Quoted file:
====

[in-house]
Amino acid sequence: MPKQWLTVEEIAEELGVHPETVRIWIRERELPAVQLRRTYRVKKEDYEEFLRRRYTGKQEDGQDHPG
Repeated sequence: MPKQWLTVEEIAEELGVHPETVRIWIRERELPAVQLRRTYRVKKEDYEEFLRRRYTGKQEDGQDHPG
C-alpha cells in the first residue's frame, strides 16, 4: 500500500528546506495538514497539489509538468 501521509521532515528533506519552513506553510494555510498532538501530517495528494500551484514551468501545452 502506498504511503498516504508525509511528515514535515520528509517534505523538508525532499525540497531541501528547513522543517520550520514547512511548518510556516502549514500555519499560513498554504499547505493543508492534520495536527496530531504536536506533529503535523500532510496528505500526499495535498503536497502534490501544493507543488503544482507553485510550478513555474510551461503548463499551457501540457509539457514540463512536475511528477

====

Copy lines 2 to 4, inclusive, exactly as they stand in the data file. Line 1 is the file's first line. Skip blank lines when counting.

Amino acid sequence: MPKQWLTVEEIAEELGVHPETVRIWIRERELPAVQLRRTYRVKKEDYEEFLRRRYTGKQEDGQDHPG
Repeated sequence: MPKQWLTVEEIAEELGVHPETVRIWIRERELPAVQLRRTYRVKKEDYEEFLRRRYTGKQEDGQDHPG
C-alpha cells in the first residue's frame, strides 16, 4: 500500500528546506495538514497539489509538468 501521509521532515528533506519552513506553510494555510498532538501530517495528494500551484514551468501545452 502506498504511503498516504508525509511528515514535515520528509517534505523538508525532499525540497531541501528547513522543517520550520514547512511548518510556516502549514500555519499560513498554504499547505493543508492534520495536527496530531504536536506533529503535523500532510496528505500526499495535498503536497502534490501544493507543488503544482507553485510550478513555474510551461503548463499551457501540457509539457514540463512536475511528477